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S.Res. 333 (116th): A resolution instructing the managers on the part of the Senate on the bill S. 1790 (116th Congress) to insist upon the provisions contained in subtitle B of title XI of the House amendment (relating to paid family leave for Federal personnel).


Sponsor and status

Brian Schatz

Sponsor. Senior Senator for Hawaii. Democrat.

Read Text »
Last Updated: Sep 25, 2019
Length: 2 pages
Introduced
Sep 25, 2019
116th Congress (2019–2021)
Status

Failed Senate on Sep 25, 2019

This resolution failed in the Senate on September 25, 2019.

Cosponsors

11 Cosponsors (10 Democrats, 1 Independent)

Source

History

Sep 25, 2019
 
Introduced

Bills and resolutions are referred to committees which debate the bill before possibly sending it on to the whole chamber.

Sep 25, 2019
 
Failed Senate

A vote on the resolution failed in the Senate. The resolution is now dead.

S.Res. 333 (116th) was a simple resolution in the United States Congress.

A simple resolution is used for matters that affect just one chamber of Congress, often to change the rules of the chamber to set the manner of debate for a related bill. It must be agreed to in the chamber in which it was introduced. It is not voted on in the other chamber and does not have the force of law.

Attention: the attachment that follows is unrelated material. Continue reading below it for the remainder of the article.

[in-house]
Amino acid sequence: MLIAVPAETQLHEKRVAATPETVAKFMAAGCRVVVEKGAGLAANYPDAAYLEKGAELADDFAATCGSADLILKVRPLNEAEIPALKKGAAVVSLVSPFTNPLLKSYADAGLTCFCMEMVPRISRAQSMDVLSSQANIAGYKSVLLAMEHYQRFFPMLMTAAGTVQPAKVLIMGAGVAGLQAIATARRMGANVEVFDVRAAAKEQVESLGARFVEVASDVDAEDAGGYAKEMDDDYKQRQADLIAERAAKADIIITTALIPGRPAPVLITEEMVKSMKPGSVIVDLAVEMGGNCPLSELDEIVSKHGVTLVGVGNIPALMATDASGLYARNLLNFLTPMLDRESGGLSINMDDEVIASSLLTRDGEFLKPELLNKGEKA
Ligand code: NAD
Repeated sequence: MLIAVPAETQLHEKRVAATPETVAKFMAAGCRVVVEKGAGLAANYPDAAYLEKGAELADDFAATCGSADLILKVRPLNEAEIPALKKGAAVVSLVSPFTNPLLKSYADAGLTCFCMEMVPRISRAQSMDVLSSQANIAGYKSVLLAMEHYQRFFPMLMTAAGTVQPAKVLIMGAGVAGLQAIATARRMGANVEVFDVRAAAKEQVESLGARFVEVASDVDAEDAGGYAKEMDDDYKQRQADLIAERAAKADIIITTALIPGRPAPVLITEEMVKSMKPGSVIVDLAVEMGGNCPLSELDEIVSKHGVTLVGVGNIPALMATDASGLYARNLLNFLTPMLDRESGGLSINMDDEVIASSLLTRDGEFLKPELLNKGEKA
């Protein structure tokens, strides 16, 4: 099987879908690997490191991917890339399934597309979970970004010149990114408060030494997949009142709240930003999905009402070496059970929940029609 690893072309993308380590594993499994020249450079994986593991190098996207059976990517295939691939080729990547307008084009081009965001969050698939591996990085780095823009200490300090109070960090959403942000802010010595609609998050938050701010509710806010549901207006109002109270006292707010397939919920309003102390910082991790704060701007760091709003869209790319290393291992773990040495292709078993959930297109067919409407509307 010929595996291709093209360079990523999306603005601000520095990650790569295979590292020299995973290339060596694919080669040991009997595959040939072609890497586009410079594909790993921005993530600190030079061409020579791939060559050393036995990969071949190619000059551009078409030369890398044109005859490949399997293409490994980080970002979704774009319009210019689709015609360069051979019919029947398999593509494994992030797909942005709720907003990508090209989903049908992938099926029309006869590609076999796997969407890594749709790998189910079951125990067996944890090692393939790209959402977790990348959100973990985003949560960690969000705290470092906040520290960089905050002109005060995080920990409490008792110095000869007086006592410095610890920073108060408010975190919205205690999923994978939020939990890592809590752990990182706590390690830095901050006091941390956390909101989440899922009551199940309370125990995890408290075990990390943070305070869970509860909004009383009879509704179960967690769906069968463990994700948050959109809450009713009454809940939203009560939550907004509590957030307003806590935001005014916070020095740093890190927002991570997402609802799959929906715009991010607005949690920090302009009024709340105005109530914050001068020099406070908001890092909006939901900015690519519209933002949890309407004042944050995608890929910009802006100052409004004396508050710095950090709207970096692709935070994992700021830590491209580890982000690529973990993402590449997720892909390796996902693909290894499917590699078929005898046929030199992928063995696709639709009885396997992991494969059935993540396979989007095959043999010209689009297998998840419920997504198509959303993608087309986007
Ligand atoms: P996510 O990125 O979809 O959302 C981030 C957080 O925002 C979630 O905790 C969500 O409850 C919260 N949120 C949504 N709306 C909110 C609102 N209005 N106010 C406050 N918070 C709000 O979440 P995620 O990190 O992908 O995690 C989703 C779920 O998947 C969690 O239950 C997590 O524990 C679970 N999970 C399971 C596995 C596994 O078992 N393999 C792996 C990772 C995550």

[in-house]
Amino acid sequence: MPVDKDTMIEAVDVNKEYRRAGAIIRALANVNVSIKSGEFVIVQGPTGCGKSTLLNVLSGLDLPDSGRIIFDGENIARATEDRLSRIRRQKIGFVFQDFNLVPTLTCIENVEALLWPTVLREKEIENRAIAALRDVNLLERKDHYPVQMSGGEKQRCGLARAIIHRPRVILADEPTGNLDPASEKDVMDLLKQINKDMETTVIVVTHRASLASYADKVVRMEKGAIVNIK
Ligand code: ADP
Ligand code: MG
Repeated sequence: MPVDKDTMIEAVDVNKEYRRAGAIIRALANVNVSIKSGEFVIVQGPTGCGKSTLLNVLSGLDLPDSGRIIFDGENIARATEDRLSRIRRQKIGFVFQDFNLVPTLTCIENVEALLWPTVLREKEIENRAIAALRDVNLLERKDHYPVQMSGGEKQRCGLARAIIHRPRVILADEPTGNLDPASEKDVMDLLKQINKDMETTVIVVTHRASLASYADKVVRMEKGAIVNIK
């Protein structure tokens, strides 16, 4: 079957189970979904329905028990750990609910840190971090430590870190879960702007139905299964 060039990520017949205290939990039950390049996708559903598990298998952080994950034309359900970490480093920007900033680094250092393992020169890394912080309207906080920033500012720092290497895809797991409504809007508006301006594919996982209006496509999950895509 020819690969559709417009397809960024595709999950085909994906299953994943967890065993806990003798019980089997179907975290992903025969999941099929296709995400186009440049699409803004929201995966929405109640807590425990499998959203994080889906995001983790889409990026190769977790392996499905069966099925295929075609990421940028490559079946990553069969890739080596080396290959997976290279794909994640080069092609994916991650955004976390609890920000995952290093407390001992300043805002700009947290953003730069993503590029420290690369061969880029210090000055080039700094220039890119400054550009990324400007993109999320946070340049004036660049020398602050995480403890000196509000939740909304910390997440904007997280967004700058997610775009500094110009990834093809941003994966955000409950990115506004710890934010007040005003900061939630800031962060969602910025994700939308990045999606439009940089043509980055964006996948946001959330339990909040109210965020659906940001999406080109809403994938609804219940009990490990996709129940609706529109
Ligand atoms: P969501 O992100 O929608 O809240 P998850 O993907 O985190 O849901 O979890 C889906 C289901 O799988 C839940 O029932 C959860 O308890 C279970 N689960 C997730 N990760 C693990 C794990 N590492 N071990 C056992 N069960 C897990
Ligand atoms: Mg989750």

Resolutions numbers restart every two years. That means there are other resolutions with the number S.Res. 333. This is the one from the 116th Congress.

This simple resolution was introduced in the 116th Congress, which met from Jan 3, 2019 to Jan 3, 2021. Legislation not passed by the end of a Congress is cleared from the books.

How to cite this information.

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“S.Res. 333 — 116th Congress: A resolution instructing the managers on the part of the Senate on the bill S. ….” www.GovTrack.us. 2019. January 19, 2022 <https://www.govtrack.us/congress/bills/116/sres333>

Where is this information from?

GovTrack automatically collects legislative information from a variety of governmental and non-governmental sources. This page is sourced primarily from Congress.gov, the official portal of the United States Congress. Congress.gov is generally updated one day after events occur, and so legislative activity shown here may be one day behind. Data via the congress project.